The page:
Monday, June 27, 2011

Laura Ingalls Wilder

I'm reading a book called "The Wilder Life" by Wendy McClure, a Chicago author who sets off on a physical and virtual journey to discover what she calls "Laura World," the social phenomenon of Laura Ingalls Wilder and her "Little House on the Prairie" books.

I read the first two books when I was a child, "Little House in the Big Woods" and "Little House on the Prairie." I loved their descriptions of pioneer life and remember them well -- the family's bout with "fever n' ague," the snowbound Wisconsin woods, the way the girls were happy at holidays to receive a shiny penny and a candy cane. McClure travels to many of the Ingalls' and Wilders' former homes, some of which are now museums, and she talks to many people about their own bonds with the "Prairie" phenomenon. (Many of them turn out to be more bonded to the TV show, which differed widely from the books, but oh well.)

Anyway, it's an interesting read. But it got me thinking about books that come in series, like the "Little House" books. I don't know why I never read beyond the first two, because I loved them, but I realize that's true of many books in series. I read the first two "Harry Potter" books and stopped. I read "The Hobbit" but never made it to the "Lord of the Rings" trilogy. I read the first three "Clan of the Cave Bear" books but went no further. In fact, the only series I can remember reading to completion is James Herriot's "All Creatures" books, about his years as a veterinarian in northern England. (I read several of those sordid V.C. Andrews "Flowers in the Attic" books, but I don't remember whether I finished all of them.)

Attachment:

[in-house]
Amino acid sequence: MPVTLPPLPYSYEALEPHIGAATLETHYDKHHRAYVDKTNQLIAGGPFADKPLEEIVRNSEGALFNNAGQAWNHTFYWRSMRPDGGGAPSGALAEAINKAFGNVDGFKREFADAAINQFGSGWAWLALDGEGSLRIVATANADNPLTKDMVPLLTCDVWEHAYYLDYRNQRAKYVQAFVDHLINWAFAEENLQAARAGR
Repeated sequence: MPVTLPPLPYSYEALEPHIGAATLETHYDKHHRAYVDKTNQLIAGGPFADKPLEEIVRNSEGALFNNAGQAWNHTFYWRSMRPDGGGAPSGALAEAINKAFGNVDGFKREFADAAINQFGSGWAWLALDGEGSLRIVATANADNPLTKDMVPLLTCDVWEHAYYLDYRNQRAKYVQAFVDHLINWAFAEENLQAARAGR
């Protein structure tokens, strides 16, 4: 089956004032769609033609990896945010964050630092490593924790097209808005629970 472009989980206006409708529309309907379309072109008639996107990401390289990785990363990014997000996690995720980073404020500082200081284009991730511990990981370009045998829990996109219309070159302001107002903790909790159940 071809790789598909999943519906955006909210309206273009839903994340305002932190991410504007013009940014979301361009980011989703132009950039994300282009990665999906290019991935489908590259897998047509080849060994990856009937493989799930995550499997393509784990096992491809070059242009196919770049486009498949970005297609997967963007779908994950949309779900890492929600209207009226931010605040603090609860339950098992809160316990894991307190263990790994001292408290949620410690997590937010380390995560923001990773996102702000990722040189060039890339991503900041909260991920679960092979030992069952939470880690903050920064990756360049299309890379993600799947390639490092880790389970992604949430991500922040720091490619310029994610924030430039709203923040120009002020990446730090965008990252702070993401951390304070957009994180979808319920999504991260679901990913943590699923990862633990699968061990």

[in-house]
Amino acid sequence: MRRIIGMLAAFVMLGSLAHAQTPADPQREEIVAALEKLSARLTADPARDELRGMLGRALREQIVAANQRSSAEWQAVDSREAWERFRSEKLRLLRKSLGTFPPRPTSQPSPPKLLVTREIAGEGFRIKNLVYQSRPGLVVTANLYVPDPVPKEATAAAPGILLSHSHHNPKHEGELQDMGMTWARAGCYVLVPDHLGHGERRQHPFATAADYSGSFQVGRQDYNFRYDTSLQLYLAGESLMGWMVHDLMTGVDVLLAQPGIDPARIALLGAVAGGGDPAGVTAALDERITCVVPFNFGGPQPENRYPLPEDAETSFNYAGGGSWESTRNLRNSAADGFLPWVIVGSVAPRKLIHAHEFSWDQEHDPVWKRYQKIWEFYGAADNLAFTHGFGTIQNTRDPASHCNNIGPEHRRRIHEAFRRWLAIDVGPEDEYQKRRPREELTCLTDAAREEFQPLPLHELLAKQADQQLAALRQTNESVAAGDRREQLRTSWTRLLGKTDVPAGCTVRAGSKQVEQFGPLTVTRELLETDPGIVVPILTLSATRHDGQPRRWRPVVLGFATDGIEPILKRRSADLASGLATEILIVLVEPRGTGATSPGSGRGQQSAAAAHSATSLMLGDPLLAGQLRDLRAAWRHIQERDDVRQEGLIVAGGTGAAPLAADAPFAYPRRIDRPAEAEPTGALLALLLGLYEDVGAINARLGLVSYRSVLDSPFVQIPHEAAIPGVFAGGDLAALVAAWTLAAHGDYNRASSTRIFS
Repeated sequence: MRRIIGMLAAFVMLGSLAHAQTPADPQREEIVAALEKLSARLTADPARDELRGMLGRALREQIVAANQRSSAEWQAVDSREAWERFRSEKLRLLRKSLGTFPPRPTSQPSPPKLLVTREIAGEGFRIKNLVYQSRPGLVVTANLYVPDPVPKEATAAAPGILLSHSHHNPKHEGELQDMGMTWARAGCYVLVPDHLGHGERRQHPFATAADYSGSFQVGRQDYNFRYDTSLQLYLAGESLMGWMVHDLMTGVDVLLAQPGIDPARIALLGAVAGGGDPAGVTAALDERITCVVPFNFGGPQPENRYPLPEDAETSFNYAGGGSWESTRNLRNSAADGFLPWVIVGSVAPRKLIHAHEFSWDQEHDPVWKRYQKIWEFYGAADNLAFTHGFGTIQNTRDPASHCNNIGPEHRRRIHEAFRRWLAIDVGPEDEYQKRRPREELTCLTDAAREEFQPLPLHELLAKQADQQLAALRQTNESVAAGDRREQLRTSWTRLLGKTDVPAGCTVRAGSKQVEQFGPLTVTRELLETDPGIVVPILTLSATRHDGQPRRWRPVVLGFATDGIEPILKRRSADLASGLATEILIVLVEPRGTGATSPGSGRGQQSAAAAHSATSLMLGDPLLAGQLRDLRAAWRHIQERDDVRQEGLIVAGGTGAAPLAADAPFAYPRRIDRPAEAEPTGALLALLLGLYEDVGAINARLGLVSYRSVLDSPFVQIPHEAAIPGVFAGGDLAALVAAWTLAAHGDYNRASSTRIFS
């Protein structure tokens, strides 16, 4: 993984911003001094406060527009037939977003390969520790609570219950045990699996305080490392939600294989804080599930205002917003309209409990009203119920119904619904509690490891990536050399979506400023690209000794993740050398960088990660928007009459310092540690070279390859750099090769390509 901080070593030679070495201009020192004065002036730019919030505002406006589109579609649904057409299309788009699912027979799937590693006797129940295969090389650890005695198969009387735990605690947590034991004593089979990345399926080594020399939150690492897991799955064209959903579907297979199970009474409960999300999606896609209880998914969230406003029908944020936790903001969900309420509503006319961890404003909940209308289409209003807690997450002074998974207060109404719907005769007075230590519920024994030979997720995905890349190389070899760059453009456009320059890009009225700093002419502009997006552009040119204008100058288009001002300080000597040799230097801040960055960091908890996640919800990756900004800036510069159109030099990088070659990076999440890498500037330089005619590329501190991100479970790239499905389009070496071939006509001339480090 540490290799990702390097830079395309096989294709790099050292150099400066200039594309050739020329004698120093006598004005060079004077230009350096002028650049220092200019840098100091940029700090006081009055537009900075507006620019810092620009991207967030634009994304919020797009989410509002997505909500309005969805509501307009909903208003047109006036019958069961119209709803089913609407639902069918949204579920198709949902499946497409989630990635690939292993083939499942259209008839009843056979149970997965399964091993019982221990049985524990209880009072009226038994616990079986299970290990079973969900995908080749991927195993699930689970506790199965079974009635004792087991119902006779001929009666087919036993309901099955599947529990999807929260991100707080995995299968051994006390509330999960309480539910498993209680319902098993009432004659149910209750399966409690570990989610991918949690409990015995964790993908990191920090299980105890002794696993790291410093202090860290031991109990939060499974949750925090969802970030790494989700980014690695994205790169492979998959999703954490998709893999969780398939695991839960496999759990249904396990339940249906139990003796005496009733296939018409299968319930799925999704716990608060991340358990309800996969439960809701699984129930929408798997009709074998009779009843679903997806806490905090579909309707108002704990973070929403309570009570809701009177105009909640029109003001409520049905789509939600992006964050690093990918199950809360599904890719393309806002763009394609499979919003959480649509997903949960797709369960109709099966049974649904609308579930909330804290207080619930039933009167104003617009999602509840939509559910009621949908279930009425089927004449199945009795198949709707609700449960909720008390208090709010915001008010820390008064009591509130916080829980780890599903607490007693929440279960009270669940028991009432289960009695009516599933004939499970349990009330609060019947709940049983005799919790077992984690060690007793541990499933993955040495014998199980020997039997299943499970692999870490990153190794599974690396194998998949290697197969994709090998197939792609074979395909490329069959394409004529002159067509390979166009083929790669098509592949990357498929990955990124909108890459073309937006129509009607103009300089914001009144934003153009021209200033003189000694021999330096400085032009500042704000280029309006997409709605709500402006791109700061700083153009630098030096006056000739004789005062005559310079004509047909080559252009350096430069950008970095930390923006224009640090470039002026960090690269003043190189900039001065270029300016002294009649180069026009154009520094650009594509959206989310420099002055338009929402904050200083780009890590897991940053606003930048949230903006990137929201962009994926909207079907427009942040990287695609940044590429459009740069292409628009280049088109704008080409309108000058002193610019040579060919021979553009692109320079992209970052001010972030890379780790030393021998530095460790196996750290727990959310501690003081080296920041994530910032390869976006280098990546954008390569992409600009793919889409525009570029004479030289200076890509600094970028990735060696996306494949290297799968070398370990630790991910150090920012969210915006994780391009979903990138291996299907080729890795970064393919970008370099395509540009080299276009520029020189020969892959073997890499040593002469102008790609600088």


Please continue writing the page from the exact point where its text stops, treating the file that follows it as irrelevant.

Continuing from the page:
I'm just not much for sequels in general. I like a book to stand on its own, and no matter how good it is, sometimes I don't want to know what happens next. There's a beauty in the uncertainty, and when I turn to another book I like starting a completely fresh story with new characters and a new locale. Maybe I just have a short attention span!

(Photo: Hell's Kitchen, on Saturday.)


Reya Mellicker said...

You definitely do not have a short attention span.

I read the Hobbit and the whole ring trilogy, yeah, and also every Harry Potter book from beginning to end. For me it's about getting into relationship with the characters - I want to know what happens next. My attention span sucks, so I know it's not about that!

Lorianne said...

I've read about as much of the Little House, Clan of the Cave Bear, and Lord of the Rings series as you have...and I haven't read any of the Harry Potter books! In my case, someone gave me a copy of Little House on the Prairie when I was a child, so I read it countless times and only later got around to reading one or two of the other books. I guess my tastes are eclectic, so when I'm done with one book I want something different rather than reading a whole series of related books.

I think someday it would be fun to go back and "fill in the gaps" a bit...but who knows when that might happen!

37paddington said...

well, you stopped at the weakest of the harry potter books. i think if you had read the third, you might have kept going. i'm a little envious, because you still have that experience ahead of you, should you choose it, of course.

i'm not a series person either, but harry was definitely different in that regard.